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Is Russia an imperialist power? Benevolent glances



By Claudio Katz

Abstract: Washington's bullying and the gulf with tsarism do not place Moscow outside the imperial universe. Its embryonic place in this space negates the characterisation of the country as a semi-colony. Military arsenal is a defining feature of a foreign policy that includes oppressive tendencies. The intervention in Kazakhstan illustrates this dynamic of a power with a long tradition of international protagonism. Putin is not a progressive leader. He validates the privileges of millionaires, arbitrates between chauvinists and liberals, manipulates elections and harasses the left. Anti-imperialist projects are forged with popular subjects. [Note by LINKS: This is the fourth part of a series of articles looking at the issue of Russia’s imperial status by Claudio Katz. Translation by Federico Fuentes]

Mészáros and Chávez: “The Point from Which to Move the World Today”



By John Bellamy Foster

June 1, 2022 — Links International Journal of Socialist Renewal reposted from Monthly Review — István Mészáros was a global thinker strongly committed to anti-imperialist struggles. In this respect, he allied himself with those fighting for socialist transformation in the Philippines, Nicaragua, Venezuela, Brazil, and elsewhere. He argued that in the descending phase of capitalism there was a “downward equalization of the rate of exploitation,” by which he meant a race to the bottom in wages and working conditions, enforced by a global system of monopolistic competition.1 In 1978, he edited and introduced a book consisting of thirteen essays by the great Filipino historian and political theorist Renato Constantino, titled Neo-Colonial Identity and Counter-Consciousness: Essays in Cultural Decolonisation, in which Constantino developed the concept of counter-consciousness into a powerful philosophy of cultural liberation.2 Mészáros took great interest as well in Brazilian developments and struggles over the state, supporting various socialist movements there. But his most singular contribution to struggles in the Global South was the role he was to play in his strong strategic support of Venezuela’s Bolivarian Revolution.

The necessity of ecosocialist degrowth



By Paul Murphy and Jess Spear

June 4, 2022 — Links International Journal of Socialist Renewal reposted from Global Ecosocialist Network — Capitalist growth is destroying our life support systems. Its parasitic relationship with nature (both human and nonhuman) is as Marx wrote, “vampire-like”1 and “will not lose its hold…so long as there is a muscle, a nerve, a drop of blood to be exploited.”2 Every single year the material taken from the Earth to feed the insatiable capitalist appetite for profits grows larger and larger, and the waste spewing into the atmosphere, land, rivers, and sea grows bigger and bigger. Out of the nine planetary boundaries identified – which together delineate the “safe operating space for humanity” – four have been crossed.3

The limits to growth: ecosocialism or barbarism



By Alberto Garzón EspinosaLinks International Journal of Socialist Renewal reposted from La-U

Abstract: This year marks the 50th anniversary of the publication of The Limits to Growth, a report warning of the serious ecological consequences of maintaining the trajectory followed by the economic activity at global level. Nonetheless, half a century later, the situation has simply got worse in terms of environmental pressure and impact, while the ideologies and practices built up around the fetish of economic growth have continued to expand. The scientific community warns that time is running out and the only way of avoiding environmental collapse, with its catastrophic consequences especially for the most vulnerable social sectors, is to scale economic activity down to the level compatible with the planetary boundaries. Some international institutions and various national governments have approved programmes and policies to achieve these goals, with meagre results so far, while alarm is growing as to the possibility of a reactionary, eco-fascist solution to the eco-social crisis. In this article, we assess the current position and review how the production and consumption model lies behind ecological breakdowns and why the only democratic political solution to the eco-social crisis is the eco-socialist project.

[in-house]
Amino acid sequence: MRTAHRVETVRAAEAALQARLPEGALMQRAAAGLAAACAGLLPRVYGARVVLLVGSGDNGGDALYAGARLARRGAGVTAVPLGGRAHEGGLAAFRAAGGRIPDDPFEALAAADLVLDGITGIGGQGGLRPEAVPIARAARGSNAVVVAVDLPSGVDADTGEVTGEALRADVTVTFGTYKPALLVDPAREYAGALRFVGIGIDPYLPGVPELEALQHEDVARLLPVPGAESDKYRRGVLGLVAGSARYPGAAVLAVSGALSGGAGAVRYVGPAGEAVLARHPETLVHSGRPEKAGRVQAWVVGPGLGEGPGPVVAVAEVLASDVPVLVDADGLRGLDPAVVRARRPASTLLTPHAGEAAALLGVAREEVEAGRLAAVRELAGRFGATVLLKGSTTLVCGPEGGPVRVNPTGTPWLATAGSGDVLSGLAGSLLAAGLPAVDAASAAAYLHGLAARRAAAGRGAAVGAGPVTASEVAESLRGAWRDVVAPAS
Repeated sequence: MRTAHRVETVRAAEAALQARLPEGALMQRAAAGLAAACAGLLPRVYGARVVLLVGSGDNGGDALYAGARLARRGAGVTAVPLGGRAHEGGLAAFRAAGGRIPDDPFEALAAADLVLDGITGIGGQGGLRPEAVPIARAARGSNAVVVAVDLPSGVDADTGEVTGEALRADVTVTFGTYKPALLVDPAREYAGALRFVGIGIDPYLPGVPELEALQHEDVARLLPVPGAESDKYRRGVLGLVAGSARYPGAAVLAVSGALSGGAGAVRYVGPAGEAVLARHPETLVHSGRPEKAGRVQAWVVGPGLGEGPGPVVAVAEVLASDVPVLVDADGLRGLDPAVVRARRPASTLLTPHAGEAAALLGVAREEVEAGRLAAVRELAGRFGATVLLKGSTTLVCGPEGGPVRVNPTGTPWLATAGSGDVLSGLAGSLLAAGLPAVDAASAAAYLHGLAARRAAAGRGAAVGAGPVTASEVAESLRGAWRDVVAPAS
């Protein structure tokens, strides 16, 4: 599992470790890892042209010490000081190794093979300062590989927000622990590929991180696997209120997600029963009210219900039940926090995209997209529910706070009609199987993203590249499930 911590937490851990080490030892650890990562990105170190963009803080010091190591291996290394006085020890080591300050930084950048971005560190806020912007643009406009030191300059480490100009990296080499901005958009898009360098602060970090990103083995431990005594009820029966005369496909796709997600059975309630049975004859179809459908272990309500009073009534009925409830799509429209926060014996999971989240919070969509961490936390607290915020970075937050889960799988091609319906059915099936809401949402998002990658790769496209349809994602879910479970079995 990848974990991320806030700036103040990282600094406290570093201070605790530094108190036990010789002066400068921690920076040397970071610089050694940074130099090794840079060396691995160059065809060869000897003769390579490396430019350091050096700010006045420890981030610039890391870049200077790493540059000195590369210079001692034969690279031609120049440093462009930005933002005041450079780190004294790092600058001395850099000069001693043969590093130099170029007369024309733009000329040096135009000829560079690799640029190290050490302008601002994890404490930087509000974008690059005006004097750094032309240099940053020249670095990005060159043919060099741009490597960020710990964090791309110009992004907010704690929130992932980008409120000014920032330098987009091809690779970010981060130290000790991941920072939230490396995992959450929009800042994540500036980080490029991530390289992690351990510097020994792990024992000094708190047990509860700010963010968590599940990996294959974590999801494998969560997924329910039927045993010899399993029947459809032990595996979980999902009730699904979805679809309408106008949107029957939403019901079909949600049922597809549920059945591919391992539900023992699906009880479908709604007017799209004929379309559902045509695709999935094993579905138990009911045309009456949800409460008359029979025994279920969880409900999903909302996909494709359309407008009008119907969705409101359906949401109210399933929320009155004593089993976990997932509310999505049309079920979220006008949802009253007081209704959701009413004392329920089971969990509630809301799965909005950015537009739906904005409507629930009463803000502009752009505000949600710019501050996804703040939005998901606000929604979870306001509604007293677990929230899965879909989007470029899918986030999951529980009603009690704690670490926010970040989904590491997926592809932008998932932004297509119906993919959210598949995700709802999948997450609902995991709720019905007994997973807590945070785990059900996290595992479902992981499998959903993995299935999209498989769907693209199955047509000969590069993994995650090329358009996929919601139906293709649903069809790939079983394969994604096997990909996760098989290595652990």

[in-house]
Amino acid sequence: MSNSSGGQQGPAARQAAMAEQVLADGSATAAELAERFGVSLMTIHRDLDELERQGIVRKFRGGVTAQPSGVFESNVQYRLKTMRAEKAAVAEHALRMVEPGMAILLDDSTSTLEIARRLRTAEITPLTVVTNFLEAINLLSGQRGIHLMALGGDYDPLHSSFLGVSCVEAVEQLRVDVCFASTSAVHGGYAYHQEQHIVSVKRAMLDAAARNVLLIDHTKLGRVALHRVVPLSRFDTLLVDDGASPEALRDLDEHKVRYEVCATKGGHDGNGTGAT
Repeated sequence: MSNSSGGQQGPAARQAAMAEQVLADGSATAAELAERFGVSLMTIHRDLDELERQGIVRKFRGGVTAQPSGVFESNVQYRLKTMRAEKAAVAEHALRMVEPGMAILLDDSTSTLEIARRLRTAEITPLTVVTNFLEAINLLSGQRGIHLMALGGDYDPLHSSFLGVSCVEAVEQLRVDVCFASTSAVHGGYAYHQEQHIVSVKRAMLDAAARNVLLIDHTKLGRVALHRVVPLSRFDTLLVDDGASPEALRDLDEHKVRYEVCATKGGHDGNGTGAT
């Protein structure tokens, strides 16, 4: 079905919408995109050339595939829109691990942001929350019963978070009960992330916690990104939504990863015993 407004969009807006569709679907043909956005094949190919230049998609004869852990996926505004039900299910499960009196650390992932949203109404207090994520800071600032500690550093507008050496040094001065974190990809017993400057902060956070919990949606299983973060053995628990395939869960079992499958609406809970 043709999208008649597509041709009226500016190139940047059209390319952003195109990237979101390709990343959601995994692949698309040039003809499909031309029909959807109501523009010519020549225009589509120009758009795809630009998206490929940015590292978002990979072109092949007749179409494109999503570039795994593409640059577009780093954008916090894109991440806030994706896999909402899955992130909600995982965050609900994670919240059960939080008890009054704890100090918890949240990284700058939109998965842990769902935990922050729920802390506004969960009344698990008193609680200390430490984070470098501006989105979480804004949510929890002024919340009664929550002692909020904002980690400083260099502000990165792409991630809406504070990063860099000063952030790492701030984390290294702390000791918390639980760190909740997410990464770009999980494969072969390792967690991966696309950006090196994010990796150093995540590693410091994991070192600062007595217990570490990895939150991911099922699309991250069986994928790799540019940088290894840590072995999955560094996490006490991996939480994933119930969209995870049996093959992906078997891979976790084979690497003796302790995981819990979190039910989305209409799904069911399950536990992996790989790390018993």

The Philippines: Class struggle at the ballot box



By Eduardo C. Tadem

June 14, 2022 — Links International Journal of Socialist Renewal reposted from Rosa Luxemburg Stiftung — Prior to the 2022 elections, the Left in the Philippines had fielded candidates only at the middle and lower levels of government, including the party list system in Congress. At the presidential level, left-wing groups would either support candidates who were of a liberal bent and less repressive towards them, or else simply adopt a boycott position. Additionally, Left candidates merely spoke to progressive liberal issues and concerns and avoided espousing radical or socialist platforms.

The 2022 elections, on the other hand, proved to be a game changer, with an openly socialist tandem running for president and vice-president on a platform calling for systemic change. How this audacious move evolves in future electoral exercises will be a test of whether the Philippine Left can become a major player in the country’s electoral sphere.

Ukraine: Humanitarian aid is not enough



Interview with Taras Bilous by Ivo Georgiev

June 19, 2022 — Links International Journal of Socialist Renewal reposted from Rosa Luxemburg Stiftung — In the last few months, Taras Bilous has arguably become the most well-known Ukrainian leftist on the planet. In the days following the Russian invasion, his “Letter to the Western Left” in New Politics went viral, not only among left-wing circles but well into the liberal media sphere. Excoriating what he calls “campists” who ignore the crimes of non-Western states in deference to a perceived “anti-imperialist” obligation, Taras called on leftists in Western Europe to acknowledge Russia’s culpability, support the shipment of weapons by their respective governments, and abandon an “anti-imperialism of idiots” that, in his view, had come to dominate how the Left thinks about geopolitics.

Russia: Students against the war (Part Two)



By Posle

June 17, 2022 — Links International Journal of Socialist Renewal reposted from Posle — On plans for the future